Nora Roberts and a beach

The prolific romance writer weaves a classic tale for reporter Sally MacDonald's Summer Reading Challenge

I’m more than halfway through my Summer Reading Challenge, and I’ve settled into a routine.

During the week, I read for only an hour or so before bed. Then on the weekend, I realize that I’m only 20 per cent through the novel, and spend every spare minute for the next two days struggling to finish it before Sunday night.

Ready in a hurry is not nearly as enjoyable as reading at a leisurely pace.

It works with the kind of books I’ve been reading over the past three weeks, which seem to be written to devour in a few sittings, but I’m tiring of that kind of summer read.

I’m ready for something with a little more meat on its bones.

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Nora Roberts’ latest bestseller, “Whiskey Beach” has something for everyone. It’s part murder mystery, part treasure hunt, part romance.

If any one of those genres doesn’t interest you, then the hectic combination will certainly draw you in as you rattle along at a rapid pace.

Eli Landon is retreating to his family’s long-held estate on the Massachusetts coast.

Bluff House has loomed above the seaside village of Whiskey Beach for centuries, and there has always been a Landon in Bluff House.

Eli is hoping to escape the court of public opinion he has been trapped in for the past year, ever since he walked in to find his estranged wife beaten to death in their home, the same day Eli found out she was having an affair.

The police can’t prove Eli committed the murder, but they don’t have any other suspects.

To Eli, the cloud of guilt has become unbearable, and he escapes to seclusion in Whiskey Beach to mind Bluff House while his beloved grandmother recovers from a fall.

He soon meets the dazzling Abra, housekeeper, yoga instructor, cook, jewellery maker.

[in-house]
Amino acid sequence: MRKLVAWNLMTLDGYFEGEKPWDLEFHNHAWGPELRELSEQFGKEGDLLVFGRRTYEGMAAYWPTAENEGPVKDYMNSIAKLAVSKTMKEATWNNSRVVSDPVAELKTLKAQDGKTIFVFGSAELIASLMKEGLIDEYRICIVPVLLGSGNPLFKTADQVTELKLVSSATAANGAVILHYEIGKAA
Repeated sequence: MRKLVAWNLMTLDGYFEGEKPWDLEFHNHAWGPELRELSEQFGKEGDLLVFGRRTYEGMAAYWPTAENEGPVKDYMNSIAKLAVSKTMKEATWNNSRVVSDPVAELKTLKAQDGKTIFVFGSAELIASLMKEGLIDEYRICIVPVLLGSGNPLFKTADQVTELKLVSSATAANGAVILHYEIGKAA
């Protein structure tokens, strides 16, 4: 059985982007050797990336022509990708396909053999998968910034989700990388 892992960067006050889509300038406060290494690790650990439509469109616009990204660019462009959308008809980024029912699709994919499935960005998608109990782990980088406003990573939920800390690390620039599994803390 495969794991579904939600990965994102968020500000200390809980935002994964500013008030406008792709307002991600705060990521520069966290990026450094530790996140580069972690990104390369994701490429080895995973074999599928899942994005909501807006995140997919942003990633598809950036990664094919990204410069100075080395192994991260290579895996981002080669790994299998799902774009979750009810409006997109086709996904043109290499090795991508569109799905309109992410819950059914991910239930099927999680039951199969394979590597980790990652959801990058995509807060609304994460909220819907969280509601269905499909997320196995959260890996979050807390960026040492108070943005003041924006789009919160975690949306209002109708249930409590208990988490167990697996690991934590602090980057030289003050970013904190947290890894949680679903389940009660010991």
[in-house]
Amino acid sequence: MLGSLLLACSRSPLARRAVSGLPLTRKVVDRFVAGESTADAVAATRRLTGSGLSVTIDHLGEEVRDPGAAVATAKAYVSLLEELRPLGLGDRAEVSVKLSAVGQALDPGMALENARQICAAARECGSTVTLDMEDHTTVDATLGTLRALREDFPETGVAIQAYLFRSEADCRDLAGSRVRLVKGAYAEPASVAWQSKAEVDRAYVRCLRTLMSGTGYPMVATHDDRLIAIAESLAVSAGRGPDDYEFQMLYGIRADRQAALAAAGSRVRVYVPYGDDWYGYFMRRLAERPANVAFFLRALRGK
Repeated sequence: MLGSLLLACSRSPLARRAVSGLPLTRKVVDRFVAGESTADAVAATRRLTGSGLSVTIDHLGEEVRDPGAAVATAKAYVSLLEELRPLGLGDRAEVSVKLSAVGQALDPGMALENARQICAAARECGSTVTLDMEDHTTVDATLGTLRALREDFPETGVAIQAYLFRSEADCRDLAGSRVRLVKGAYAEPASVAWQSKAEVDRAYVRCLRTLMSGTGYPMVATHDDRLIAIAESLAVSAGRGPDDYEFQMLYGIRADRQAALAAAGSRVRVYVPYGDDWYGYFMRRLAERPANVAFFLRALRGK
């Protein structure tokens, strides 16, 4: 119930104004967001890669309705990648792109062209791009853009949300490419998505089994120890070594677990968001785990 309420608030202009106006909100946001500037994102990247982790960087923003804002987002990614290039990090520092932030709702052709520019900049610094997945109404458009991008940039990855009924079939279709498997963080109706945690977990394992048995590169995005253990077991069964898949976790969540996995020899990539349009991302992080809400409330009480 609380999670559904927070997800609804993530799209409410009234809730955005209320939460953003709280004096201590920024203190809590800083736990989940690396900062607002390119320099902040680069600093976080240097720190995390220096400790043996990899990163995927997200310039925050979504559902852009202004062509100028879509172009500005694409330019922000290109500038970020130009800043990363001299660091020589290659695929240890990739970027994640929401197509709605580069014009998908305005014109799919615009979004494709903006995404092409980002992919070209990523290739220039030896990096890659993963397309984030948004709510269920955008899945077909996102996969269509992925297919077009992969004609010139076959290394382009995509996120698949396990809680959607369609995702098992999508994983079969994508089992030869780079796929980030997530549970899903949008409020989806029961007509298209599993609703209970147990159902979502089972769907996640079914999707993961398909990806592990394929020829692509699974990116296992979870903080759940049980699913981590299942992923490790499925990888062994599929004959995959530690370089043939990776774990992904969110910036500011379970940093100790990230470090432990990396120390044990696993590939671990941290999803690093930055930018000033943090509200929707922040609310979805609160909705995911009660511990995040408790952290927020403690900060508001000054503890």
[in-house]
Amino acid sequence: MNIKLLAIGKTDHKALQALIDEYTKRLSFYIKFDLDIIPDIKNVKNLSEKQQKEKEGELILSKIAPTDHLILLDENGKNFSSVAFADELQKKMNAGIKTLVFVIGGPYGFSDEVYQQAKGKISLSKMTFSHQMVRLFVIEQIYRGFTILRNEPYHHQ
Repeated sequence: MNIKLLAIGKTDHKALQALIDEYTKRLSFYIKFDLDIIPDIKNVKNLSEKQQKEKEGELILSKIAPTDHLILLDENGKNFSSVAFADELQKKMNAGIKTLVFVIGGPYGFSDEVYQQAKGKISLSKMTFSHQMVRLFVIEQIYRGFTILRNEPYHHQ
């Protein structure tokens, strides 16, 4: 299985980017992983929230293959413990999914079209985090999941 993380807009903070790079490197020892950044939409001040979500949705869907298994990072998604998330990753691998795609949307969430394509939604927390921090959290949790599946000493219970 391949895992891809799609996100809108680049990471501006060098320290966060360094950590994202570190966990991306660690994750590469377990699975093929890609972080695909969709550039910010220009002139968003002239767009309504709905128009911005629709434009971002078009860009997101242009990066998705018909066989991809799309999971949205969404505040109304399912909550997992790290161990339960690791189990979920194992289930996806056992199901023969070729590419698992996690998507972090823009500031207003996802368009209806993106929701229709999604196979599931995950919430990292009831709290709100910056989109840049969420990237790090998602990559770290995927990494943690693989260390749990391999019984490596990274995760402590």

Eli is both fascinated by her and irritated that someone is breaking his self-imposed exile.

When there is a series of break-ins at Bluff House, it seems like Eli’s troubles may have followed him to Whiskey Beach.

Who hired the private investigator who is sniffing around Whiskey Beach, asking questions about Eli? Does the detective know something about the break-ins at Bluff House?

Now Eli and Abra must join forces to learn who is behind the crimes, and what it has to do with a centuries-old Landon family legend.

First published in 1981, the prolific Nora Roberts now has more than 200 romance novels under her belt.

I was born in 1981; in my entire life I haven’t written a single romance novel. Now I feel like a failure.

Back to the point: Roberts is a pro when it comes to this kind of novel, the kind you devour and discard.

In fact, I think I’ve read a Roberts novel before, but I’ll be darned if I can remember when and which.

Still, page-turners occupy a cosy nook in my heart, and “Whiskey Beach” was no different.

With instantly likeable lead characters (who might be a little stereotyped, but who’s complaining?), you will quickly get rolled up in the story, which progresses snappily from crisis to crisis.

It was nice to read a strong female character who was independent and perfectly capable of looking after herself in a tight spot; in fact, it’s Abra who is really the “knight in shining armour” in this romance.

While it was predictable at times, corny and clichéd at other times, I still enjoyed “Whiskey Beach” for what it is.

But now, I really need to read something with substance.

Sally MacDonald is a reporter at the Cranbrook Daily Townsman.